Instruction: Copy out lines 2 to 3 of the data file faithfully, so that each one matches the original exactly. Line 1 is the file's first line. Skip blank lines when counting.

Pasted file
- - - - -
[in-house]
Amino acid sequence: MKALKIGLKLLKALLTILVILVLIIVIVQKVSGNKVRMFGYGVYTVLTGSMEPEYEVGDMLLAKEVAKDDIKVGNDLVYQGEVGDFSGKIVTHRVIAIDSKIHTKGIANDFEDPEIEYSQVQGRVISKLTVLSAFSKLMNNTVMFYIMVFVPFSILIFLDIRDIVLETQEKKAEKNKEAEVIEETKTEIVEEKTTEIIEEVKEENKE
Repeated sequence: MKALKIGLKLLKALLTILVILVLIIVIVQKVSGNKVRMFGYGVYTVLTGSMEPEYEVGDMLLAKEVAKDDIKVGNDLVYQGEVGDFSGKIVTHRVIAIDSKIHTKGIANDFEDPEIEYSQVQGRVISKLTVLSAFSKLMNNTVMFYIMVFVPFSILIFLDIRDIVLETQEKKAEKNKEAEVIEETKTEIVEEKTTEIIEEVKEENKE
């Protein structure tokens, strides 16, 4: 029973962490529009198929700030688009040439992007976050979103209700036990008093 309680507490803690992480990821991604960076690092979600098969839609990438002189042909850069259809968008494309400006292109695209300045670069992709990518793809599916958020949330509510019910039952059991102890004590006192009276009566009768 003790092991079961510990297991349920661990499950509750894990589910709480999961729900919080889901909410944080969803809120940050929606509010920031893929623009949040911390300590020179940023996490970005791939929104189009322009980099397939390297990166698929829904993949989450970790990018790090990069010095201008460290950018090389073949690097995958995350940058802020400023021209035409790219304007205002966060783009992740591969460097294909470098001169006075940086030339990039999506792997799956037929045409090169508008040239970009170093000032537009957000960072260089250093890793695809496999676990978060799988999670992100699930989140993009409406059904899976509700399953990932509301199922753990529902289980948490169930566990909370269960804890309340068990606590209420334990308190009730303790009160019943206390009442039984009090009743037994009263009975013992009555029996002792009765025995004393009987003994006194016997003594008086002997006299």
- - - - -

Amino acid sequence: MKALKIGLKLLKALLTILVILVLIIVIVQKVSGNKVRMFGYGVYTVLTGSMEPEYEVGDMLLAKEVAKDDIKVGNDLVYQGEVGDFSGKIVTHRVIAIDSKIHTKGIANDFEDPEIEYSQVQGRVISKLTVLSAFSKLMNNTVMFYIMVFVPFSILIFLDIRDIVLETQEKKAEKNKEAEVIEETKTEIVEEKTTEIIEEVKEENKE
Repeated sequence: MKALKIGLKLLKALLTILVILVLIIVIVQKVSGNKVRMFGYGVYTVLTGSMEPEYEVGDMLLAKEVAKDDIKVGNDLVYQGEVGDFSGKIVTHRVIAIDSKIHTKGIANDFEDPEIEYSQVQGRVISKLTVLSAFSKLMNNTVMFYIMVFVPFSILIFLDIRDIVLETQEKKAEKNKEAEVIEETKTEIVEEKTTEIIEEVKEENKE